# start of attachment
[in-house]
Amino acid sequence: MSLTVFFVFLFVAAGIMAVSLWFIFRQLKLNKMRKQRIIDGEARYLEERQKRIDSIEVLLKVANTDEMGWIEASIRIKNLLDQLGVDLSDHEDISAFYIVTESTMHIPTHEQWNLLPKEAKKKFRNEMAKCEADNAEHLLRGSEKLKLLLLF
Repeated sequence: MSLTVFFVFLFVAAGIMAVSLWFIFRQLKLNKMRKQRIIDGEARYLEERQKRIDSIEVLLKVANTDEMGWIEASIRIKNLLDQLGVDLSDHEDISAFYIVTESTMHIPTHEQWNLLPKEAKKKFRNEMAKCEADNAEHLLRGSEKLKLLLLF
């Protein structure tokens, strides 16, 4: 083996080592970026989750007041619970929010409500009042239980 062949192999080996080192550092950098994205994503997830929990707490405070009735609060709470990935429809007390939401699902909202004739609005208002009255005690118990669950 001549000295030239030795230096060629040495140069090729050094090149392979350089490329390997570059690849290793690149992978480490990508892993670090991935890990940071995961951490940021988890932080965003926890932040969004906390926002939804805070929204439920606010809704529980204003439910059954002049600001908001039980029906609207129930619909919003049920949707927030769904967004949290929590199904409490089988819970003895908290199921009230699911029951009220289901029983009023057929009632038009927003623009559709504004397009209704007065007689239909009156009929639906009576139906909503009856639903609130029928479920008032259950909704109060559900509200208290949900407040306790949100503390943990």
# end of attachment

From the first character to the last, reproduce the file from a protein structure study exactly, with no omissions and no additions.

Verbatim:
[in-house]
Amino acid sequence: MSLTVFFVFLFVAAGIMAVSLWFIFRQLKLNKMRKQRIIDGEARYLEERQKRIDSIEVLLKVANTDEMGWIEASIRIKNLLDQLGVDLSDHEDISAFYIVTESTMHIPTHEQWNLLPKEAKKKFRNEMAKCEADNAEHLLRGSEKLKLLLLF
Repeated sequence: MSLTVFFVFLFVAAGIMAVSLWFIFRQLKLNKMRKQRIIDGEARYLEERQKRIDSIEVLLKVANTDEMGWIEASIRIKNLLDQLGVDLSDHEDISAFYIVTESTMHIPTHEQWNLLPKEAKKKFRNEMAKCEADNAEHLLRGSEKLKLLLLF
């Protein structure tokens, strides 16, 4: 083996080592970026989750007041619970929010409500009042239980 062949192999080996080192550092950098994205994503997830929990707490405070009735609060709470990935429809007390939401699902909202004739609005208002009255005690118990669950 001549000295030239030795230096060629040495140069090729050094090149392979350089490329390997570059690849290793690149992978480490990508892993670090991935890990940071995961951490940021988890932080965003926890932040969004906390926002939804805070929204439920606010809704529980204003439910059954002049600001908001039980029906609207129930619909919003049920949707927030769904967004949290929590199904409490089988819970003895908290199921009230699911029951009220289901029983009023057929009632038009927003623009559709504004397009209704007065007689239909009156009929639906009576139906909503009856639903609130029928479920008032259950909704109060559900509200208290949900407040306790949100503390943990």